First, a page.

Although health services are functioning differently than usual during lockdown, your midwife or health visitor will still be available by phone for you to talk through any concerns. Likewise GPs are always happy to discuss any concerns with new parents about their baby’s health.

There is a wealth of information around breastfeeding and infant care online, but remember, Google is not always your friend! There’s all sorts of panic-inducing information out there to discover as you sleepily search for answers during a 2am feed. If you need advice, we recommend consulting well-respected sources. The following are a good place to start:

NHS - The best starting point to find out what services are available for new parents in the UK.

Homestart - A local community network of trained volunteers and expert support helping families with young children in the UK. They have a whole section on their website about support for families during Covid-19.

La Leche - Midwives and health visitors will be able to offer you advice on breastfeeding. But if you need support in the moment, La Leche is the most reliable source of information for expert breastfeeding advice.

Lullaby Trust - We could all use more sleep when we have a newborn! Head to the Lullaby Trust for safe sleep advice.

NCT - The UK's leading charity for parents, offering reliable information and support for parents-to-be and new parents.

Fatherhood Institute - Support and guidance for dads.

Share the burden

After carrying the baby for 9 months it can be tempting for mum to want to continue with all the care, but dads play a vital role, and it's important to remember to work as a team. This is truer than ever without access to a wider support network.

Even if you're breastfeeding, try to share other tasks like rocking the baby to sleep or changing nappies, to build the father-child bond. And don’t be shy to ask for support when you need it, so that you both get a chance to rest.

dad plays with baby in lockdown

Enjoy the positives of a quieter life in lockdown with a newborn baby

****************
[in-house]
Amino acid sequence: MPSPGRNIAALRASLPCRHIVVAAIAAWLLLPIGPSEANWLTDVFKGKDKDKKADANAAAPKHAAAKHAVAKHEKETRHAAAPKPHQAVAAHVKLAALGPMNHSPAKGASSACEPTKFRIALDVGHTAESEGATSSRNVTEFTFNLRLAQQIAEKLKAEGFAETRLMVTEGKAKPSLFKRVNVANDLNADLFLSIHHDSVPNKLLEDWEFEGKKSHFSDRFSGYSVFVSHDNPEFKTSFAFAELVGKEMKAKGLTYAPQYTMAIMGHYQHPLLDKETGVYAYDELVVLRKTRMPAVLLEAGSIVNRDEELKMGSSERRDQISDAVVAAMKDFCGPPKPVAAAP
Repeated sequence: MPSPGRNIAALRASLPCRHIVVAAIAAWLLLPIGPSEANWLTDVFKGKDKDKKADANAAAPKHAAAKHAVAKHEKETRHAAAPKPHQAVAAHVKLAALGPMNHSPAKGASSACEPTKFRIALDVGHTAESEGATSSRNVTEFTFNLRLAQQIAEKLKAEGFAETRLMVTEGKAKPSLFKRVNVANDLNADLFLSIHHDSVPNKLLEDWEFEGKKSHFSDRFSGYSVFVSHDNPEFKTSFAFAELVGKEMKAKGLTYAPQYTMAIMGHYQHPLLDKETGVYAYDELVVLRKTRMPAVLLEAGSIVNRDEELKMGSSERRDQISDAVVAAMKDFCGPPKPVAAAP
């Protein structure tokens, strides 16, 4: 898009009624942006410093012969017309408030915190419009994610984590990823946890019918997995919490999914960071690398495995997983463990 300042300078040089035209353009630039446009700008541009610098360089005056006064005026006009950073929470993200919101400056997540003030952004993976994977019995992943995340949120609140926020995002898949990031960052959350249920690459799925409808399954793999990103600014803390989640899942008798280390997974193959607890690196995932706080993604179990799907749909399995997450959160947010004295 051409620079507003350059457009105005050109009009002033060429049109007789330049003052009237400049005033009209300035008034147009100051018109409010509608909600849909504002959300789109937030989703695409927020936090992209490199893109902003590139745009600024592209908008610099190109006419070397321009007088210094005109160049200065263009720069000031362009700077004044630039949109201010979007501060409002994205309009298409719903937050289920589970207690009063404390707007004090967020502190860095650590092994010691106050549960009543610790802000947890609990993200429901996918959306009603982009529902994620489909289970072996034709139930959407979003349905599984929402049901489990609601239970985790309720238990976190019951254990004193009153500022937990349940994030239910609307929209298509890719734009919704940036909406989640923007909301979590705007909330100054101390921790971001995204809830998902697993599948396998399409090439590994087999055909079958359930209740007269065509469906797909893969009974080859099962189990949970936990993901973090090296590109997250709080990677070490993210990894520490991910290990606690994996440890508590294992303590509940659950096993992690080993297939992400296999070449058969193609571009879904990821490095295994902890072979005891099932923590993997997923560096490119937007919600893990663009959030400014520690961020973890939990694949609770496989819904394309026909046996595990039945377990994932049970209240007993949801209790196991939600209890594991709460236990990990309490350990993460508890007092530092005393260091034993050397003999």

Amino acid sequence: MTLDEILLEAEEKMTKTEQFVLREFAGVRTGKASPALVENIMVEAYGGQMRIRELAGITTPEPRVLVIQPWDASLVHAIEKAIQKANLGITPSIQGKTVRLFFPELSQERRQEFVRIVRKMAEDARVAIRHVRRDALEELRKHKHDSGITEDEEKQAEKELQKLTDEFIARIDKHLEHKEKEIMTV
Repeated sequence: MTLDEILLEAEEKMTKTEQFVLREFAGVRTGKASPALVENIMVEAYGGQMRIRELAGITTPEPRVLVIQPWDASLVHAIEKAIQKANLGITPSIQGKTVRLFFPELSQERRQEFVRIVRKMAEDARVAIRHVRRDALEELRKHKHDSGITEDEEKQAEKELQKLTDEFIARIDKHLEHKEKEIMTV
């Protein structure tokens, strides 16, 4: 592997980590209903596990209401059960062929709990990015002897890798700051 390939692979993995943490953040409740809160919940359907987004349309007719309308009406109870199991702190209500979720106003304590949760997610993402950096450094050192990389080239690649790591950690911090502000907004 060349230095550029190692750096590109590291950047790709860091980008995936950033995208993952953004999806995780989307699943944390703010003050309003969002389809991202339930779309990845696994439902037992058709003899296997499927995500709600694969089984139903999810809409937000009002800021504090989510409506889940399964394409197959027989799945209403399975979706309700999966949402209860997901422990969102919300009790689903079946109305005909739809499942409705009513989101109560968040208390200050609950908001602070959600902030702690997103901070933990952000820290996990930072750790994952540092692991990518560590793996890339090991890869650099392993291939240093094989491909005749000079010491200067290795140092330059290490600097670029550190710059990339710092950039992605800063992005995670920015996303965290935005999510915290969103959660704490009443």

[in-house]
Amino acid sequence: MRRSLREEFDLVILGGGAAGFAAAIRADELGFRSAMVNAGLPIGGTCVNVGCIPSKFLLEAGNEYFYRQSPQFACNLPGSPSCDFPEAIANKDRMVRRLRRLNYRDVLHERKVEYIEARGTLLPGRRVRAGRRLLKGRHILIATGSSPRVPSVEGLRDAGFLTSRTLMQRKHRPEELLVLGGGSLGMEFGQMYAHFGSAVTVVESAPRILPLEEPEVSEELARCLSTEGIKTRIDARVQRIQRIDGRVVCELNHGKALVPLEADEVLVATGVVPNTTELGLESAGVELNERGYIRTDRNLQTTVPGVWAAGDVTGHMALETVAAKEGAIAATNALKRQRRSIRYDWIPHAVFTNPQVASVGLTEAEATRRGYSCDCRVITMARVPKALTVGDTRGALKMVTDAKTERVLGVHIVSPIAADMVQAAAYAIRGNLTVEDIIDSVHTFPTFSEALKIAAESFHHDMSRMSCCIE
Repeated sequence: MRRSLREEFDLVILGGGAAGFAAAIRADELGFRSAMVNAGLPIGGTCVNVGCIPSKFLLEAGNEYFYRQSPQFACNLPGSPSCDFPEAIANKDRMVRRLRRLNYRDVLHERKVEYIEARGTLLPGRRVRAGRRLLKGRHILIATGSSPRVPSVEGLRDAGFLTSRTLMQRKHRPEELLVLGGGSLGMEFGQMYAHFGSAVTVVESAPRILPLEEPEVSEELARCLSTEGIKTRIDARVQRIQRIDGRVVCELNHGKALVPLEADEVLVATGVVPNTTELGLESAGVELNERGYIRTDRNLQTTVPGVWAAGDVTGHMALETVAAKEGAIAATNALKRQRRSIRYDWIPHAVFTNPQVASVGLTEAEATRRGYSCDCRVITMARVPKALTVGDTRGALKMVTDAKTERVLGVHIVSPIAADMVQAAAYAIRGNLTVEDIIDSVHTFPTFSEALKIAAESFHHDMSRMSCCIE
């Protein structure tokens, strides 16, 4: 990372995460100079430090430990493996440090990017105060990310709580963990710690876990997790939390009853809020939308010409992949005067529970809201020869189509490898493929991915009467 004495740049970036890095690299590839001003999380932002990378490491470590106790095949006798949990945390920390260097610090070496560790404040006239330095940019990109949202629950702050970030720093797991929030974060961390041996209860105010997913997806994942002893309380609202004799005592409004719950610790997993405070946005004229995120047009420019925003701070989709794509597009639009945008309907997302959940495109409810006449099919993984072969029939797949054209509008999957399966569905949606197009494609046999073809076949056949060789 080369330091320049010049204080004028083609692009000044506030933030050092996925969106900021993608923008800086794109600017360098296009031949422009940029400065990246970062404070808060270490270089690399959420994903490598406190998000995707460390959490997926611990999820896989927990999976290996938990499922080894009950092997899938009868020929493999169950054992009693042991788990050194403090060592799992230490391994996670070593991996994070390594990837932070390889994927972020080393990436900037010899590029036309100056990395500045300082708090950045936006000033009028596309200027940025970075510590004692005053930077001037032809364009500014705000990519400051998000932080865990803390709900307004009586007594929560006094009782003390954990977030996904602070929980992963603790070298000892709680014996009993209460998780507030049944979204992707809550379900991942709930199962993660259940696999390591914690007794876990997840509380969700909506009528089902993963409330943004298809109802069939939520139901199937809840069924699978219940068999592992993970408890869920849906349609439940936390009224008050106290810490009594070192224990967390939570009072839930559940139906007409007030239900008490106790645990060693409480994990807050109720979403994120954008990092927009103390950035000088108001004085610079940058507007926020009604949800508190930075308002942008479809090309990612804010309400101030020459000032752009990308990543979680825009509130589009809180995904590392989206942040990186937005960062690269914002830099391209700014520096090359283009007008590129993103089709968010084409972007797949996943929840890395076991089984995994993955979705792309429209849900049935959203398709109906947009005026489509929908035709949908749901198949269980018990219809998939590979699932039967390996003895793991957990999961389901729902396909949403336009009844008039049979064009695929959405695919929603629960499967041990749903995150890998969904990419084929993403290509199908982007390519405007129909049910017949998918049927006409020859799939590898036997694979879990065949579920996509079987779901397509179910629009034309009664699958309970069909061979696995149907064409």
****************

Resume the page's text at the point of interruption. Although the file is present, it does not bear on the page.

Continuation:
It's difficult to go very far with a newborn in the first few weeks anyway. The complexities of feeding and changing on the go – as well as your own energy levels – can make leaving the house challenging. So try to focus on the positives of being in lockdown with a newborn baby – the quieter, slower pace of life with fewer expectations on you.

Take comfort in the fact that you're not missing out on any social activities. Use the time to focus on getting to know your baby instead. By the time you're allowed to meet with friends and family again, you'll be far more confident and relaxed about taking the baby out.

Take advantage of any contact you're allowed

Although contact is limited, there are some allowances for meeting up with friends or family, such as going for a walk with one person from another household – a chance to get some fresh air and exercise as well as some social contact.

Anyone with a baby under one year old is currently entitled to form a support bubble in the UK, even during lockdown. This could be a wonderful opportunity to share your little one with someone close to you, and to see their joy in getting to hold such a tiny little creature.

This won't last forever

Being in lockdown with a newborn baby is intense… but it won’t last forever. Try not to the let the struggles of this period overshadow the joy of getting to know your little one. Enjoy the cuddles and gurgles and take plenty of photos to look back on in years to come.

family in lockdown with newborn

If you're experiencing or have experienced lockdown with a newborn baby, we'd love to hear from you! What's helped you through tough times, and what have you enjoyed about parenting through lockdown?

Reach out on social to join the conversation.